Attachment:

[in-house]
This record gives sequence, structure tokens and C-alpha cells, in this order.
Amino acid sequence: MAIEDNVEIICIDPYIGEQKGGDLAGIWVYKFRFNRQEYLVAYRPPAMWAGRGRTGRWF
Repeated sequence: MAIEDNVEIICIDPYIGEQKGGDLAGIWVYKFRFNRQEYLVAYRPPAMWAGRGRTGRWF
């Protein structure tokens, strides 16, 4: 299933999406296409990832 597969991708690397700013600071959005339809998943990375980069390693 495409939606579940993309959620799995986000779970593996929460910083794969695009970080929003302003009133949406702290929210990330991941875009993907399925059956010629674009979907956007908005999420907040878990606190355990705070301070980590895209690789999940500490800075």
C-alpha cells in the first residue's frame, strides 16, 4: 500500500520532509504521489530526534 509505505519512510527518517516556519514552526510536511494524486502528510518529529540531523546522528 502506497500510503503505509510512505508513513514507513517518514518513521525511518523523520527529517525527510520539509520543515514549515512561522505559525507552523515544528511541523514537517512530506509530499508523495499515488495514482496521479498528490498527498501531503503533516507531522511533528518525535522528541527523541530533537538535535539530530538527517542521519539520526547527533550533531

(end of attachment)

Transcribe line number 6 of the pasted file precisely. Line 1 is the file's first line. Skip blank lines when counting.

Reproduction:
C-alpha cells in the first residue's frame, strides 16, 4: 500500500520532509504521489530526534 509505505519512510527518517516556519514552526510536511494524486502528510518529529540531523546522528 502506497500510503503505509510512505508513513514507513517518514518513521525511518523523520527529517525527510520539509520543515514549515512561522505559525507552523515544528511541523514537517512530506509530499508523495499515488495514482496521479498528490498527498501531503503533516507531522511533528518525535522528541527523541530533537538535535539530530538527517542521519539520526547527533550533531